Crystals are known for their many benefits and uses. Today, you will learn about the crystals that you can put in water safely. It is important to take note that there are some crystals that you should never place in water. This is because these crystals may rust or even get dissolved in water. This is why you should carefully check first before you expose your crystals to water.
Water Safe Crystals
Crystals can be added to your bath or used to make crystal drinking water. Water can also be used for cleansing your crystals. However, it is important to be sure so don’t forget is your crystal is really water safe in the first place. The crystal’s hardness will help you determine if you can safely put it in water or not.
The Moh’s Scale of Mineral Hardness can be used for you to identify the hardness of your crystals. But, it is important to remember that this scale is not that comprehensive.
Some of the crystals that are safe to put in water include the following:
- Rose quartz
- Clear quartz
- Obsidian (might break in extremely cold or hot water)
- Rutilated quartz
- Smokey quartz
- Carnelian (unsafe in salt water)
- Tiger eye
- Super Seven
These crystals in the list are the best options you have and are particularly safe when in tumbled or polished form. Make sure that you double check if using salt water since salt tends to be corrosive.
Not Water Safe Crystals
Just as how there are crystals that you can safely put in water, there are also crystals that you should keep out of water’s reach as much as possible. Some of the crystals that are not water safe include the following:
- Tangerine quartz
- Opal (Australian Boulder Opal is safe in general since this is not porous)
Most of the crystals in this list are going to dissolve completely if you place them in water or might also lose their natural shine. Whatever it is, it is always recommended to play safe when dealing with crystals and always do your own research.
In case you make a mistake that ends up damaging your crystals, try not to be too hard on yourself. Don’t forget that experience is always the best way for you to learn. When in doubt, research first or choose a different method of cleansing your crystals.
Always Do Your Research Before You Put Crystals in Water
This discussion about destroying or damaging your crystals might sound frightening but things can go a long way if you know what it is exactly that you are dealing with. You can have more peace of mind if you do your research regarding the specific crystals that you wish to cleanse in water. Make sure that you look into this before you actually cleanse your crystal.
Don’t forget to take into account the mineral composition, porousness, and hardness of the crystals in question. Use the internet to your advantage as well. There are now many online resources that could answer most of your questions regarding these things, particularly if you are not that sure about a particular mineral.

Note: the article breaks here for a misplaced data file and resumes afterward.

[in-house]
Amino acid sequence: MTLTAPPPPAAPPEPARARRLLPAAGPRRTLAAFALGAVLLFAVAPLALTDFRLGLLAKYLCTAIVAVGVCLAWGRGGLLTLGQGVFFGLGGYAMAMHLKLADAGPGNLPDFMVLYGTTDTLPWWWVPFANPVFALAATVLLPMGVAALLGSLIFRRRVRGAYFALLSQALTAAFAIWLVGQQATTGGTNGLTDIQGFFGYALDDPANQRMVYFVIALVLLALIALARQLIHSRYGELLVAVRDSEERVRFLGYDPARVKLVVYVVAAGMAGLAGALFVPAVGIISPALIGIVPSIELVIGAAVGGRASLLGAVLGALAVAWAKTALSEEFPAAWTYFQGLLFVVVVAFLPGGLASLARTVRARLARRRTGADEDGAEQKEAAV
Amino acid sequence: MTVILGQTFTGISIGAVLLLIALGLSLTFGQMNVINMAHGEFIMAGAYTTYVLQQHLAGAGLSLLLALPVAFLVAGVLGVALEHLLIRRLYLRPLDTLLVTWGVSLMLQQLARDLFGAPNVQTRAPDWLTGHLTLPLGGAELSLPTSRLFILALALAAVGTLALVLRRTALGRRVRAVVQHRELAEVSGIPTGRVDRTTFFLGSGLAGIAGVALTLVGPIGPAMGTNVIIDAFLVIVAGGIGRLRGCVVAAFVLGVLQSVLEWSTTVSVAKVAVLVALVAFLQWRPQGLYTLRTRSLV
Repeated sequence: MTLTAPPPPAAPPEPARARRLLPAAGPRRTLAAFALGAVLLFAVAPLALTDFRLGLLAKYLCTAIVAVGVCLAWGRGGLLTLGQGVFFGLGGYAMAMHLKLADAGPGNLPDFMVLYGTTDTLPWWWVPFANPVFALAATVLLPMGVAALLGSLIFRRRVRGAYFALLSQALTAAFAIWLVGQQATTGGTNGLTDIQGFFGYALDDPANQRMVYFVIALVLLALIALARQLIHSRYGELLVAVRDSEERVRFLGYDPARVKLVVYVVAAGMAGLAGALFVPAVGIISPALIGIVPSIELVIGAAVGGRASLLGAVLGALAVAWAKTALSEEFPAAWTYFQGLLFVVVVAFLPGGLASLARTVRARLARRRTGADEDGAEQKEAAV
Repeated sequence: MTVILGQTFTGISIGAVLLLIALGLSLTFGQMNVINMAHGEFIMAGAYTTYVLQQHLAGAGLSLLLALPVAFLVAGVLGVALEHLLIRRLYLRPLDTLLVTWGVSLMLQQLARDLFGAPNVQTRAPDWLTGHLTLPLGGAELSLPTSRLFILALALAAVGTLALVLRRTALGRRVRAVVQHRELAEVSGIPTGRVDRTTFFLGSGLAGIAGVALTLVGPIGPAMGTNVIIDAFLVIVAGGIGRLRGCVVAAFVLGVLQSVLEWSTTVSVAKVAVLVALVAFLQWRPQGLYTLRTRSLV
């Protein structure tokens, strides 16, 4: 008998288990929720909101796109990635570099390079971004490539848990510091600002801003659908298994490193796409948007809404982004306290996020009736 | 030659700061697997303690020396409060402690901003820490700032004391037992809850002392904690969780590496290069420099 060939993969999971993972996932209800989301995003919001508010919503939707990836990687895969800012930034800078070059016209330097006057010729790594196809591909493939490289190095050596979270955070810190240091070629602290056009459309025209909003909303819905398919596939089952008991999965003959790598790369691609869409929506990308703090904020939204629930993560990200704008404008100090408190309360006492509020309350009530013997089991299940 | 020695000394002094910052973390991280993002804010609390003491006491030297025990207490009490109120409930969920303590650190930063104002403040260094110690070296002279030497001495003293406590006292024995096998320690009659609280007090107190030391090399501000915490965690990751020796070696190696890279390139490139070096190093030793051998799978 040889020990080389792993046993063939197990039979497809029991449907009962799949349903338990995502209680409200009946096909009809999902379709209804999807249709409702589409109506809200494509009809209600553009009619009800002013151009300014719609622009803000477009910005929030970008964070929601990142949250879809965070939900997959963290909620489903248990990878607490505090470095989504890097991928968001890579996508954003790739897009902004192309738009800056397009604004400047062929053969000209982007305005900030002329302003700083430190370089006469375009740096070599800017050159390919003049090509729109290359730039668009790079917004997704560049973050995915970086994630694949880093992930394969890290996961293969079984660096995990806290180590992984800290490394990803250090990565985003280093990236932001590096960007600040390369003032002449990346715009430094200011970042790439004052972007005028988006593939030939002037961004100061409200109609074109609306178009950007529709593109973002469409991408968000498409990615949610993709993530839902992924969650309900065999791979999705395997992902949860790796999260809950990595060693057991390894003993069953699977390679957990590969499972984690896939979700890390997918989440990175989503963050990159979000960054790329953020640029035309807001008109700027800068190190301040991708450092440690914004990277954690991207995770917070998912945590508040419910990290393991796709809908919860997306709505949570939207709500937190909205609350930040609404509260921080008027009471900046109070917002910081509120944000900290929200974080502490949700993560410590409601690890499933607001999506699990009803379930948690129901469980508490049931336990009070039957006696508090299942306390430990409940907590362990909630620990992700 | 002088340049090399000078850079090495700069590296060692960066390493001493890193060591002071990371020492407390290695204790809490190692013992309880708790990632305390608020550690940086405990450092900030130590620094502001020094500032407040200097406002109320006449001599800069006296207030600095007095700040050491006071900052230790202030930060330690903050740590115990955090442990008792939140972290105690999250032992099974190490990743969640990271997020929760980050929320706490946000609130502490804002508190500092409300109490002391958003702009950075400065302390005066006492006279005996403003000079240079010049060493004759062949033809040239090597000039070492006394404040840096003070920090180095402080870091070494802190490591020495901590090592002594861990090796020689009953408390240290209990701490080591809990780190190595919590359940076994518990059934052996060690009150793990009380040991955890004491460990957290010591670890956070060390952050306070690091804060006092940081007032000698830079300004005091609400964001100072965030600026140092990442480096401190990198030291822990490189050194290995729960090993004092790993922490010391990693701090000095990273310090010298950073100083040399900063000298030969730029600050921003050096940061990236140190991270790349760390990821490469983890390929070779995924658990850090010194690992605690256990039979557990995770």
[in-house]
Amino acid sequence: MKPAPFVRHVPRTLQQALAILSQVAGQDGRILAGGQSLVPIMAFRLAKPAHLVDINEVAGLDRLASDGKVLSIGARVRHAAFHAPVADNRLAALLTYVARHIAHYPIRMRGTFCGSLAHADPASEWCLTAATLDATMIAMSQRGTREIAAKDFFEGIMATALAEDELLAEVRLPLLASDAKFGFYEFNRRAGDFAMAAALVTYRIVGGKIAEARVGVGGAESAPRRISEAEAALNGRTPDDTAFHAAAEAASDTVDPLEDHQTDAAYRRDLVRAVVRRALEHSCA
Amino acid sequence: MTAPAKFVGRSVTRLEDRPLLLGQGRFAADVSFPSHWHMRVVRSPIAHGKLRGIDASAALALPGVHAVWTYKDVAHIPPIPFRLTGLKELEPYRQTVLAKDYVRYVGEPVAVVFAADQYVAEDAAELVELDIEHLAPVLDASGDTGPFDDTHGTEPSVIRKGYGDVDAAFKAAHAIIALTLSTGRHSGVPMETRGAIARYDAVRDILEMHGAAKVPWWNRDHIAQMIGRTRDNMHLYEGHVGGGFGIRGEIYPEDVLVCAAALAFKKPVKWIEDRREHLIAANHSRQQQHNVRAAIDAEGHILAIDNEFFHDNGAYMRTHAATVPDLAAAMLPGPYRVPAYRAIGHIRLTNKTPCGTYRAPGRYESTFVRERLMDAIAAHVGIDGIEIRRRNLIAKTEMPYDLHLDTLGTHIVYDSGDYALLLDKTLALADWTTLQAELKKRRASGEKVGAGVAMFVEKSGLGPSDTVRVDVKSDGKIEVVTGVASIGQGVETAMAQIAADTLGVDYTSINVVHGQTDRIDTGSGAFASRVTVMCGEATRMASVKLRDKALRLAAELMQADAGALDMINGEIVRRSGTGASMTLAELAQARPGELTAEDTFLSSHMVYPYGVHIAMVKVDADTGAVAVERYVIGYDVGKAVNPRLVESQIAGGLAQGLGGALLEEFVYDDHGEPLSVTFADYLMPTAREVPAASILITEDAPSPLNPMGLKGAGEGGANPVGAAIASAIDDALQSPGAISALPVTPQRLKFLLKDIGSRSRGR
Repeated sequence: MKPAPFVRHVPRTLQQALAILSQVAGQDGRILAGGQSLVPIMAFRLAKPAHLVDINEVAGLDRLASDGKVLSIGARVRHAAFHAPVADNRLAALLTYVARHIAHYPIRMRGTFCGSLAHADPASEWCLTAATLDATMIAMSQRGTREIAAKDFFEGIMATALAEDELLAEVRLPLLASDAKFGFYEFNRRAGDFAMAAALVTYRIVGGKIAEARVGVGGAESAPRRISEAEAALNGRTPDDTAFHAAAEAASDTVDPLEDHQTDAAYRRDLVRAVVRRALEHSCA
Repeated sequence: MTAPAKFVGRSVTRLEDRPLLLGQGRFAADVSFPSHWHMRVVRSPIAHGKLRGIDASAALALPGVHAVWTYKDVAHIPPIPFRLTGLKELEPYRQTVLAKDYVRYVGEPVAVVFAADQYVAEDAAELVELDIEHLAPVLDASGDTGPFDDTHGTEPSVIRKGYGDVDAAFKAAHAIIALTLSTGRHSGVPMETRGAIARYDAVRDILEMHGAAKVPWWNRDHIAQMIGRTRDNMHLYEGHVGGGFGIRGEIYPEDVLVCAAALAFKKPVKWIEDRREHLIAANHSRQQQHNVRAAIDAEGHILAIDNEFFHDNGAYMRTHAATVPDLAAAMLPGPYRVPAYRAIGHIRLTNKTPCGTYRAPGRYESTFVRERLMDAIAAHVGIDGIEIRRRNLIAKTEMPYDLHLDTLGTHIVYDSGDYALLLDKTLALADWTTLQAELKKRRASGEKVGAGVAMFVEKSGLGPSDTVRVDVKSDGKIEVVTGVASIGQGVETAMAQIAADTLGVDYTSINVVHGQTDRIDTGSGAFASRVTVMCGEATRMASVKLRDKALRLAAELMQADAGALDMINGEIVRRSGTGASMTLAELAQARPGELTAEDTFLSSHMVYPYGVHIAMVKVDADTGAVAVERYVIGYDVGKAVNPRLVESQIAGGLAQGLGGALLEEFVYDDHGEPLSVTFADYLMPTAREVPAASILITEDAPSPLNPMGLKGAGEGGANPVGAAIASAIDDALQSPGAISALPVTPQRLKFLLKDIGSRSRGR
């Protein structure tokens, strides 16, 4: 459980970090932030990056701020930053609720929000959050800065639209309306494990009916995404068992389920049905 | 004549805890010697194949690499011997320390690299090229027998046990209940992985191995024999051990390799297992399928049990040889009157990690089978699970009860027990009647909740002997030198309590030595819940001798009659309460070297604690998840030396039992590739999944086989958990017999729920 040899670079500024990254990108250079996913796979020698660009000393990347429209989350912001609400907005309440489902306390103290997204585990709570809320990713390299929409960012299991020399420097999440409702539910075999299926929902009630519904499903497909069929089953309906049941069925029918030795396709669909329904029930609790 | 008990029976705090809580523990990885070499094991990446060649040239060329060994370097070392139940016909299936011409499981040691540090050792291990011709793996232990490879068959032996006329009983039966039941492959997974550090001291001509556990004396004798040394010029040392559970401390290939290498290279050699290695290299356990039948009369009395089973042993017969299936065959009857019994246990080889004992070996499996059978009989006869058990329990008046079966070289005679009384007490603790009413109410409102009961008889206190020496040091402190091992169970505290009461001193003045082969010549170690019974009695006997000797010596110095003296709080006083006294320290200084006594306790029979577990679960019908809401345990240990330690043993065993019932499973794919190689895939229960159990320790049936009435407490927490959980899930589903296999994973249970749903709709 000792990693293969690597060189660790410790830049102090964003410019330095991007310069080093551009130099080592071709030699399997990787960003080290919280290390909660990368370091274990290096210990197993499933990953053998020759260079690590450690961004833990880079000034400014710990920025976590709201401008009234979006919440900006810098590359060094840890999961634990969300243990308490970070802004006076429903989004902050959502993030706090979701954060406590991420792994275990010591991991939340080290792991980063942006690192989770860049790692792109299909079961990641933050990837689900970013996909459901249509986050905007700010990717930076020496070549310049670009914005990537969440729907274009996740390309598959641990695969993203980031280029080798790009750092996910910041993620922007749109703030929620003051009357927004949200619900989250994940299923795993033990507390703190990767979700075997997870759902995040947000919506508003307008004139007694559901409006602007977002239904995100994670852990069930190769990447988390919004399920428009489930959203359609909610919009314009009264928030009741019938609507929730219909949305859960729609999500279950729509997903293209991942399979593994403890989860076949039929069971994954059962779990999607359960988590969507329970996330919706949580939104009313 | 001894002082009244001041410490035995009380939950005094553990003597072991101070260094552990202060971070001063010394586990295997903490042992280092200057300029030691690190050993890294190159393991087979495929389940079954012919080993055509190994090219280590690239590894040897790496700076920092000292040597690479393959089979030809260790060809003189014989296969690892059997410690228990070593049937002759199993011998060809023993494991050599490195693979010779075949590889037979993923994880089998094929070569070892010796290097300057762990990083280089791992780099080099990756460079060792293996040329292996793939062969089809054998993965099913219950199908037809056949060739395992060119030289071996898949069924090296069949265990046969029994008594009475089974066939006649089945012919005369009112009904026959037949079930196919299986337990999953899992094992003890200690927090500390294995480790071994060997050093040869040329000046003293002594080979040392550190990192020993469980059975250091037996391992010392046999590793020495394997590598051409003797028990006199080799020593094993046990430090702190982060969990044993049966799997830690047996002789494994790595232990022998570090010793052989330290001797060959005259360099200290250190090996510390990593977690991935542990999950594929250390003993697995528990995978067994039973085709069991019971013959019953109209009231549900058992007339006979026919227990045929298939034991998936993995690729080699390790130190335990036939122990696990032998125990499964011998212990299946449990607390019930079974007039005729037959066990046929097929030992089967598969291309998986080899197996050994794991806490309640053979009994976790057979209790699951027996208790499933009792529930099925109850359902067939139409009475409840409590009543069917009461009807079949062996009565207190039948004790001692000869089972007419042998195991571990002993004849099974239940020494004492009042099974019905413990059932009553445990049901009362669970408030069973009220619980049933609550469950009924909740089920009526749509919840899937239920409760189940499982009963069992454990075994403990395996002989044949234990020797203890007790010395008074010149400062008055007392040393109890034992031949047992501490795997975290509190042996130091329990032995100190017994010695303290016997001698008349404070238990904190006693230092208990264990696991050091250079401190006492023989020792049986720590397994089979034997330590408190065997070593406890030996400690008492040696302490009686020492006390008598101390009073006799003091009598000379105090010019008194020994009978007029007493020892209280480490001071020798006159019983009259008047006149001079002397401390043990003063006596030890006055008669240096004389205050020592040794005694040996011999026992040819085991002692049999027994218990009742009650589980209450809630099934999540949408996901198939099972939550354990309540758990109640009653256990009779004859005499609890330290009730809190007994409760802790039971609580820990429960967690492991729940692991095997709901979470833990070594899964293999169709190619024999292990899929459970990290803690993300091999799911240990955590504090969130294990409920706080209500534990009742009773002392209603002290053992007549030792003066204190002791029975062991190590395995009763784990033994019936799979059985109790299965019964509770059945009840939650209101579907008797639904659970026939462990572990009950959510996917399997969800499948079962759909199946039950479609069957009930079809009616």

The general rule of thumb here is for you to only use water to cleanse crystals that are 6 or above on Moh’s Hardness Scale. It is a 1 to 10 scale that measures the scratch resistance and hardness of minerals. The softest mineral has a scale of 1 while the hardest has a scale of 10.
Talc is by far the softest mineral that is listed on the Moh’s scale at 1 and diamond is the hardest mineral at the scale of 10. However, there are several exceptions here so you might not want to avoid only on the Moh’s scale. You also need to pay extra attention to the rest of the factors like porousness or the readiness to absorb water as well as iron content.
Iron ores like Goethite, Magnetite, Hematite, and Pyrite must never be cleansed using water for a long time. The reason for this is that these will rust if you expose them to water for an extended period of time. The last thing you want is to see your crystal collection lose their shine and brightness and turn rusty and dull. In case you got them wet, retrieve them from the water right away and dry them properly.
You also need to research if the minerals in question may leech some toxic chemicals in the water, particularly if you are planning to leave them in a water bowl for a long time. In general, quick rinses are considered safe but soaks are a completely different story. Some minerals that are potentially toxic include malachite (copper), stibnite (lead), actinolite (asbestos), and pyrite (sulphur), just to name a few.
Practice Caution When You Collect and Cleanse Crystals
It can be a serious mistake to not learn about your crystals before you use them. It is important to have a certain level of regard for these treasures of the world that add a lot of value to your life. While collecting crystals might be more common these days, it doesn’t mean that you should take it lightly. Just as how you get to know a person first before befriending them, you should also not avoid doing the work to learn more about your crystals.
It doesn’t matter if you love your crystals because you find them amazing or you use them as your tools for your spiritual practice, learning their composition, their process of formation, and their interaction with other elements can further enrich your experience and give you a deeper understanding of these crystals. Check if your crystals are really water safe or not to make the most out of them.